If a completely new drive is connected to PC or when a hard drive is cleaned, no partition is found on the drive. Besides, by opening Disk Management, Windows ask you to initialize it to MBR or GPT. The following picture gives you a more clear explanation:
A more close look we know MBR is selected by default. What’s the difference between MBR and GPT, is there any benefit choosing one over the other?
Typically, most users will accept the default choice of Windows to initialize the drive with MBR partition style. However, in some case, you may find yourself encounter troubles choosing an MBR partition style.
MBR is short for Master Boot Record, which is a traditional and commonly-used disk layout. GPT is short for Globally Unique Identifier Partition Table and is a new disk layout associated with EFI. After initializing a hard drive with MBR or GPT, we can call the disk as MBR disk or GPT disk.
MBR disk supports 4 primary partitions OR 3 primary partitions plus 1 extended partition (which can be further divided into multiple logical drives) at most. In comparison, GPT disk supports up to 128 primary partitions in Windows. Besides, up to 2 TB disk space can be successfully used by Windows if a hard drive is initialized with MBR. By contrast, up to 18FB disk space can be used if the drive chooses GPT partition style. In addition, GPT disk has backup GUID partition table, offering stronger protection for data in it.
Reading here, you might think that GPT enjoys more advantages over MBR. But this is not the whole story. In fact, MBR has better compatibility than GPT. All versions of Windows Vista/XP/7/8/8.1/10, Windows Server 2003/2008/2012/2016 can use GPT disk to save data. But only 64-bit editions on UEFI-based systems can be used as system disks.
So the conclusion here is that you should choose MBR or GPT for SSD according to your own needs.
How do you know if you are using an MBR disk or GPT disk? Well, by entering Disk Management or diskpart, you know it clearly.
>>Use Disk Management
Run “diskmgmt.msc”, in the pop-up window, you will see all your hard drives are listed there. Right-click a disk and see what you get. If you see an invalid “Convert to GPT Disk” option, this disk is an MBR disk. If you see an invalid “Convert to MBR Disk”, this disk is a GPT disk.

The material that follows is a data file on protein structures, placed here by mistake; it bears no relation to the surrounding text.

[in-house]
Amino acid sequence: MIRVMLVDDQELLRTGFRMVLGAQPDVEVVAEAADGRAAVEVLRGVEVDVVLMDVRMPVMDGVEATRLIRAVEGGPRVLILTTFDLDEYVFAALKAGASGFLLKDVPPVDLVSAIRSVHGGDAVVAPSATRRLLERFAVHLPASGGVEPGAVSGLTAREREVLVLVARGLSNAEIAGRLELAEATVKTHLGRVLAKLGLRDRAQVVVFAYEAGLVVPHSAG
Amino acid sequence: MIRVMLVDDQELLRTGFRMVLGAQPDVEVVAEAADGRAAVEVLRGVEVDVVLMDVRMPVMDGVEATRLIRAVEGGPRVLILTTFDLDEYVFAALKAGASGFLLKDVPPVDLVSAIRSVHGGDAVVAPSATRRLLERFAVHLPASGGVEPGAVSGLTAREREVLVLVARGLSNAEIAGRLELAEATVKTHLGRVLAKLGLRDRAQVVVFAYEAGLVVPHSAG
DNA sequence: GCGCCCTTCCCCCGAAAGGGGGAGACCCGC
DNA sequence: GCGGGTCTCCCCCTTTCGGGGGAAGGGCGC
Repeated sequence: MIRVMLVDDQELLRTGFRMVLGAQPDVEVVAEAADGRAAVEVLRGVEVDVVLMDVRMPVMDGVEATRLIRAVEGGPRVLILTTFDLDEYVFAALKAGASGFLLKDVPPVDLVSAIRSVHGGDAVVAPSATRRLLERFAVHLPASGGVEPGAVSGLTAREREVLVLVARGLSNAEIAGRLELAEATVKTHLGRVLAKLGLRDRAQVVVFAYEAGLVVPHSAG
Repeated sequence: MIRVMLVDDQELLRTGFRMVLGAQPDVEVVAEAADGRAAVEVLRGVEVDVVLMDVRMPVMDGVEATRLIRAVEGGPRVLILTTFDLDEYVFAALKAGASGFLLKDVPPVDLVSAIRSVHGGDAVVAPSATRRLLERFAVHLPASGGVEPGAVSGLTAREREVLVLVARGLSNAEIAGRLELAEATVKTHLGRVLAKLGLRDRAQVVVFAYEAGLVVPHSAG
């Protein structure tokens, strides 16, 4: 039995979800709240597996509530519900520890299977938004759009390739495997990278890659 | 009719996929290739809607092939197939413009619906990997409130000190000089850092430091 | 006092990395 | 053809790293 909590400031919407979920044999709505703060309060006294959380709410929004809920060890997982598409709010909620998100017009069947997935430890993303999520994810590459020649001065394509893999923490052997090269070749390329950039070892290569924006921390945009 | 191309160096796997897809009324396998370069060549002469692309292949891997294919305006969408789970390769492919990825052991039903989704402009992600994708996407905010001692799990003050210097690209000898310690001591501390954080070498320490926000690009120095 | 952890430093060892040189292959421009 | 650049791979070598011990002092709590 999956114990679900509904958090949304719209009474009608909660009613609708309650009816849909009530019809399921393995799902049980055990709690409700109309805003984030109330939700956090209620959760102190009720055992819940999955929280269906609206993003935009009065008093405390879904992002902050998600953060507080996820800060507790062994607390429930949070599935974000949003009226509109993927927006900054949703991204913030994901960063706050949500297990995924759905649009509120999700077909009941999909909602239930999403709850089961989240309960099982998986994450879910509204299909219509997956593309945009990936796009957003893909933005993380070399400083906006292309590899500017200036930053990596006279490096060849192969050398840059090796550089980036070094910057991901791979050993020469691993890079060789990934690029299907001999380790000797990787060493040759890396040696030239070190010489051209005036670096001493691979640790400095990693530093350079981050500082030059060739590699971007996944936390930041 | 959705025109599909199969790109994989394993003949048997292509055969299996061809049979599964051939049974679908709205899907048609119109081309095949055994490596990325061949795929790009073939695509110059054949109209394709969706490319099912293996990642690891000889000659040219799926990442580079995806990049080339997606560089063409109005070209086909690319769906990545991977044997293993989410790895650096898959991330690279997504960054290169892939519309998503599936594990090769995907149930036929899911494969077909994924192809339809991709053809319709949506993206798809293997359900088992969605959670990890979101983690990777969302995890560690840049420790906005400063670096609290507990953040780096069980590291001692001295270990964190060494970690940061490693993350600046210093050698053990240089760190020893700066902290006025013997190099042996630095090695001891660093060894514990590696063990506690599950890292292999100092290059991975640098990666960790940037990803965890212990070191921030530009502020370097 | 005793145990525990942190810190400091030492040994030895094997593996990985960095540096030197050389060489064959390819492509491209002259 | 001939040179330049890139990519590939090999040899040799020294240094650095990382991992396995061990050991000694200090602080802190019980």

You can also right-click the disk and select “Properties” -> Volumes to view the specific partition style.
>> Use DiskPart Command Line
Type “diskpart” in the search box, run it to get the command prompt window.
Type “list disk” and hit Enter. You will see a list below the command. Please observe if there is a * marked in the Gpt column. See the following picture, disk 0 is an MBR disk, and disk 1 is a GPT disk.
Knowing the difference between MBR and GPT, how to convert MBR to GPT and vice versa? Like what we said at the beginning, most users choose MBR by default. However, for those whose hard drive enjoys huge capacity (let’s say 6TB hard drive), obviously, MBR is not the right choice. So, how to make the mutual conversion? You know the convert options are greyed out in Disk Management.
If you have MiniTool Partition Wizard, we think you won’t be troubled by such questions. MiniTool Partition Wizard Free helps to convert MBR disk to GPT and vice versa for data drives. However, note that if it is system disk to be converted, MiniTool Partition Wizard Pro helps to convert MBR disk to GPT disk only. Besides, to avoid data loss, its Copy Disk feature helps to make the conversion without affecting your original data. If you are interested, you can read our guide: The Best Way to Clone MBR to GPT without Boot Issue.